He expected to see deer, not a bear.
A Wayne County hunter, Peyton Risner, was surprised last week to find that he’d captured a bear wandering through the woods in a photo from his trail camera. Peyton notified TWRA that the black bear was photographed wandering around on his property off Middle Butler Road in Collinwood.
Though there isn’t a breeding population of bears in Middle Tennessee yet, the animals are in the fringe counties and it is not uncommon to see young bears moving through the area looking to set up their own home range, according to TWRA.
Typically, young males will travel longer distances away from established bear populations before circling back and settling on the outskirts of the existing bear population. Residents should not approach a bear if they see one. The TWRA asks them to report sightings using the TWRA’s “I saw a bear” tool online and to let their neighbors know what they’ve seen.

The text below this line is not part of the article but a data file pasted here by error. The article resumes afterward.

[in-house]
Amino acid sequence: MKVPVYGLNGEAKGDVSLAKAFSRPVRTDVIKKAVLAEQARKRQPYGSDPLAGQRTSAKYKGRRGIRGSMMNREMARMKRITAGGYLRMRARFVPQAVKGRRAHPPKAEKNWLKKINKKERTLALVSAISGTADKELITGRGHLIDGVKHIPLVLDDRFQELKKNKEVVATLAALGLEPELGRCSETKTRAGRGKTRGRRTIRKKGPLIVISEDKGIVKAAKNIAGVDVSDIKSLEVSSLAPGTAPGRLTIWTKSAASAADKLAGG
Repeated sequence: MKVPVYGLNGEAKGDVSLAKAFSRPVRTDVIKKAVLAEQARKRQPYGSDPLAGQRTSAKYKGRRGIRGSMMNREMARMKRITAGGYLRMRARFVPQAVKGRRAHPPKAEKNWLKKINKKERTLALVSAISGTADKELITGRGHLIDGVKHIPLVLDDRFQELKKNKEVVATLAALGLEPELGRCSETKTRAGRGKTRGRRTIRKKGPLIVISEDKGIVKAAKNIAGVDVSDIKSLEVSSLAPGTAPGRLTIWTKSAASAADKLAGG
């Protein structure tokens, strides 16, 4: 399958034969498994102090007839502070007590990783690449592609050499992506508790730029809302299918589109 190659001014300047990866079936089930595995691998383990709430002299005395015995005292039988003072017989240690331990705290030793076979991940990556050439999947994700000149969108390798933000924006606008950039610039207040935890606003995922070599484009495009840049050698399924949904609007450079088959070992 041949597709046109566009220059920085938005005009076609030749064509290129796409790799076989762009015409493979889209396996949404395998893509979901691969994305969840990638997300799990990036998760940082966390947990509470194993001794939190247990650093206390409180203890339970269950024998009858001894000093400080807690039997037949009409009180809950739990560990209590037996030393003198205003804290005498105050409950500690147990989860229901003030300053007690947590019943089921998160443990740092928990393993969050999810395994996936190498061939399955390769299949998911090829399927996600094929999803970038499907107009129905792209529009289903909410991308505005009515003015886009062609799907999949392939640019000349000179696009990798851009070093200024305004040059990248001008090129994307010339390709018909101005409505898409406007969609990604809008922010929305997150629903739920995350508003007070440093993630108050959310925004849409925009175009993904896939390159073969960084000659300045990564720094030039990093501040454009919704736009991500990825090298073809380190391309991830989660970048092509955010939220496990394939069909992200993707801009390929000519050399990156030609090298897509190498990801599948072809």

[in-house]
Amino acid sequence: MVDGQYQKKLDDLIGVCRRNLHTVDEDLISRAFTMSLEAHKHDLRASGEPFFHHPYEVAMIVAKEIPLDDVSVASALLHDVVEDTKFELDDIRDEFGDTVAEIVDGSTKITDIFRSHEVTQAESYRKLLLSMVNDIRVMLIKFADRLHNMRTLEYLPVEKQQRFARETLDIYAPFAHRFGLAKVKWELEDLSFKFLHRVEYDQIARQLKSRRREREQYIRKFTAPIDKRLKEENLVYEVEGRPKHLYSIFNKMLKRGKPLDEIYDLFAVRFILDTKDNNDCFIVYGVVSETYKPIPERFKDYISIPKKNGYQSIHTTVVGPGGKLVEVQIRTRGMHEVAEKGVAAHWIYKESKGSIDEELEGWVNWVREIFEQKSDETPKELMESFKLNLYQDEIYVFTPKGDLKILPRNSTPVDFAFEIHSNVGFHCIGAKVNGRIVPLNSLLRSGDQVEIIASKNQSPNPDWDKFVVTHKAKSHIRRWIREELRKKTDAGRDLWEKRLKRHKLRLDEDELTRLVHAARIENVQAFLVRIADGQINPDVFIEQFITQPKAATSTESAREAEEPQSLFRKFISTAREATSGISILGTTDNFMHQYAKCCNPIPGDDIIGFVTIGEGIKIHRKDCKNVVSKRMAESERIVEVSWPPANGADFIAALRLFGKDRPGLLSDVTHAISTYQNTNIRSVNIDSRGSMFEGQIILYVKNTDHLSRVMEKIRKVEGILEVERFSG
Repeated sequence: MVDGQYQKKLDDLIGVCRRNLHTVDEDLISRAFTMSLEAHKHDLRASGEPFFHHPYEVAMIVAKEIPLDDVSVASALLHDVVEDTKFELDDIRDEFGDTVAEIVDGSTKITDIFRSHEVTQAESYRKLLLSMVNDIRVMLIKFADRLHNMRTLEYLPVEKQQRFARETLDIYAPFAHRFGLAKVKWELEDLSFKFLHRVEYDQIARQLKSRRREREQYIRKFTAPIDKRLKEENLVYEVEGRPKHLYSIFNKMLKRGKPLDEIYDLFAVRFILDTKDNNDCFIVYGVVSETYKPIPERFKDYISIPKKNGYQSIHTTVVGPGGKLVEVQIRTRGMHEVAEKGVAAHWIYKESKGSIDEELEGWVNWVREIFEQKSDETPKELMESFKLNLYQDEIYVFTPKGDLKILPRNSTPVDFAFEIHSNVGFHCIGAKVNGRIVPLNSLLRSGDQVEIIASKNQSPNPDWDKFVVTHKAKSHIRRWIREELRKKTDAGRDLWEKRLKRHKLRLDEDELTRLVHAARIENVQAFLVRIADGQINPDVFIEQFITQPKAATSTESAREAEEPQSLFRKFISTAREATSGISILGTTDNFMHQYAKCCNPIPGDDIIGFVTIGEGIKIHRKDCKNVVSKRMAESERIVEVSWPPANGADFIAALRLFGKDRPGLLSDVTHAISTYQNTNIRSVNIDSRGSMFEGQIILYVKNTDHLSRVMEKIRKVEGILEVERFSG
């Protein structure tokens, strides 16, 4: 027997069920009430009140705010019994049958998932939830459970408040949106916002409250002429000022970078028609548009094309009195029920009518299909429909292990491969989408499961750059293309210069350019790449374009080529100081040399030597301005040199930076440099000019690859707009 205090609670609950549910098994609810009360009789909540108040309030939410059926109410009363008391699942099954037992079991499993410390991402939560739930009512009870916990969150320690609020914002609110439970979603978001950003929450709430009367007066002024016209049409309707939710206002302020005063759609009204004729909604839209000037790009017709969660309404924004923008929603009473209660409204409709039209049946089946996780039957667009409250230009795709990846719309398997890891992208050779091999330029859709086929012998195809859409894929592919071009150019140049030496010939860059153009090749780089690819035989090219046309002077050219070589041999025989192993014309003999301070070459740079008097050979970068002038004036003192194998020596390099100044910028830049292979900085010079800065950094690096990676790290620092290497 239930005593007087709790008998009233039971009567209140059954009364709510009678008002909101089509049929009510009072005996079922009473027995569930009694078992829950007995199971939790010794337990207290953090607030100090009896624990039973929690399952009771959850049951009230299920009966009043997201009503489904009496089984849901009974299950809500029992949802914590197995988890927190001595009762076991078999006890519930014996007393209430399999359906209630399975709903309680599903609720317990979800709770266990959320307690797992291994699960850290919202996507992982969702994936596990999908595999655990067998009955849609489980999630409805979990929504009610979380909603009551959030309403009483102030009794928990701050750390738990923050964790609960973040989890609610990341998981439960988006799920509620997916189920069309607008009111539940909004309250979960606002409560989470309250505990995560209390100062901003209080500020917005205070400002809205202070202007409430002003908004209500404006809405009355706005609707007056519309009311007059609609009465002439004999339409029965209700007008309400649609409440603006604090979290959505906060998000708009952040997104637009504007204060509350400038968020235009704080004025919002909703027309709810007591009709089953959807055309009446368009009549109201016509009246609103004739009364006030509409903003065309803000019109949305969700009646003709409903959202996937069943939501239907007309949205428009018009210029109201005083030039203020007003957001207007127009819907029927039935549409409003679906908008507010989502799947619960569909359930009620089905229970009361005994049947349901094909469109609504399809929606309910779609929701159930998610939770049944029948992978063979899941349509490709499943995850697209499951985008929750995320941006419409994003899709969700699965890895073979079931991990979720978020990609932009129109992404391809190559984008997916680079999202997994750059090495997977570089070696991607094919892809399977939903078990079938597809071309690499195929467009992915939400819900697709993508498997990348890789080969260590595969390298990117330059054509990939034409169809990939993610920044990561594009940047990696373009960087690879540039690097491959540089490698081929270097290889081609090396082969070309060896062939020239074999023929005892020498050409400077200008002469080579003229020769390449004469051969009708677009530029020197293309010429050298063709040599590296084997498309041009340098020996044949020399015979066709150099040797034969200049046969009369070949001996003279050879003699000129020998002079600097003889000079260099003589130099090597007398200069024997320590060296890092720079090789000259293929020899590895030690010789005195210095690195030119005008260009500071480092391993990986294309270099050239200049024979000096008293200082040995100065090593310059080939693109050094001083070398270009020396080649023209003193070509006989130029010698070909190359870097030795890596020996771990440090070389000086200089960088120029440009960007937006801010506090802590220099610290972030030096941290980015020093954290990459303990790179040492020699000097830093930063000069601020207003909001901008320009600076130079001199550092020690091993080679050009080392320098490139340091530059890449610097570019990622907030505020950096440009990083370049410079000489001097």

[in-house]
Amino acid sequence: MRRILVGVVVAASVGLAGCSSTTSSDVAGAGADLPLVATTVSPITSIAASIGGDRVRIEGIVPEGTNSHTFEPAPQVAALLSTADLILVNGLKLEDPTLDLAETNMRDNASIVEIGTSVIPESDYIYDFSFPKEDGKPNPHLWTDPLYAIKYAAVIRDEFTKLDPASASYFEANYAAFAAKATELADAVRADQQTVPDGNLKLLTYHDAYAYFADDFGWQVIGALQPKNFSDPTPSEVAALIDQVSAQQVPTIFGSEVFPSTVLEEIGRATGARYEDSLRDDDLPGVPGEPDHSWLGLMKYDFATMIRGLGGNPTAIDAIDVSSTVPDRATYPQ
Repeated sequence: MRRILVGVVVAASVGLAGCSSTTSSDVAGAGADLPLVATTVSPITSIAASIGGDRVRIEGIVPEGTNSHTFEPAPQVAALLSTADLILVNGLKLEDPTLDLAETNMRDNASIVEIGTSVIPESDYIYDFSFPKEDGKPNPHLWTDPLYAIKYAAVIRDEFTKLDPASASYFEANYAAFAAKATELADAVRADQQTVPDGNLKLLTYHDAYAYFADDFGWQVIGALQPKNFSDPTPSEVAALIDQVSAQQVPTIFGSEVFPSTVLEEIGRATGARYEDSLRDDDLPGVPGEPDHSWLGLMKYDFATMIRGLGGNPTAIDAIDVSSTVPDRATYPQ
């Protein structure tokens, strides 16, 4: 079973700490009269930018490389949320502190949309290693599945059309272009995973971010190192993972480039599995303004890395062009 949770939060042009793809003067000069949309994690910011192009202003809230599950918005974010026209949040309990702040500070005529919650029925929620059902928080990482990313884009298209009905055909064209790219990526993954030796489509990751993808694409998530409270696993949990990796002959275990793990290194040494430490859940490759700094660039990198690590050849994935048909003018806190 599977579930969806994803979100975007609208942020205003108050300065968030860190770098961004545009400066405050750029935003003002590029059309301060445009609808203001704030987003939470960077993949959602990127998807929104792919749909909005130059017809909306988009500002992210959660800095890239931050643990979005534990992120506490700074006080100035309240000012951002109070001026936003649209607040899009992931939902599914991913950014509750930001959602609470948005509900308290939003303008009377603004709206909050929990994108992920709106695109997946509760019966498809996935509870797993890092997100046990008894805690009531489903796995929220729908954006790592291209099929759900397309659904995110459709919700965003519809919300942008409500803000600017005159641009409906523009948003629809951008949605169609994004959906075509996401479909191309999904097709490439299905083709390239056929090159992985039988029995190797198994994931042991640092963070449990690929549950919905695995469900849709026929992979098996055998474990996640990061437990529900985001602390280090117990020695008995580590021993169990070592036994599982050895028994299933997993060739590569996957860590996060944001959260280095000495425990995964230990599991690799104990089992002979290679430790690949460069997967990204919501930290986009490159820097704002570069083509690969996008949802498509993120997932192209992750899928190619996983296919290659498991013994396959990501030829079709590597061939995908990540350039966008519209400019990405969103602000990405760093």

There are a few things that can be done to avoid attracting bears or other wildlife close to home as well.
Common attractants include bird feeders, trash, bird baths and pet food bowls with leftover food in them.
These things can unintentionally lure bears and other unwanted wildlife closer to people, the TWRA says. Residents are urged to visit bearwise.org to learn more information about the animals.
There are also a few guidelines that can help decrease negative interactions with bears and help the animals stay wild:
•Never feed or intentionally approach bears; feeding bears or allowing them to find anything that smells or tastes like food teaches bears to approach homes and people as they’re looking for more. Bears will defend themselves if a person gets too close, so don’t risk your safety and theirs!
•Secure food, garbage and recycling: food and food odors attract bears, so don’t reward them with easily available food, liquids or garbage.
•Remove bird feeders when bears are active; birdseed and grains have lots of calories, so they’re very attractive to bears. Removing feeders is the best way to avoid creating conflicts with bears.
•Never leave pet food outdoors: feed pets indoors when possible. If you must feed pets outside, feed in single portions and remove food and bowls after feeding. Store pet food where bears can’t see or smell it.
•Clean and store grills: clean grills after each use and make sure that all grease, fat and food particles are removed. Store clean grills and smokers in a secure area that keeps bears out.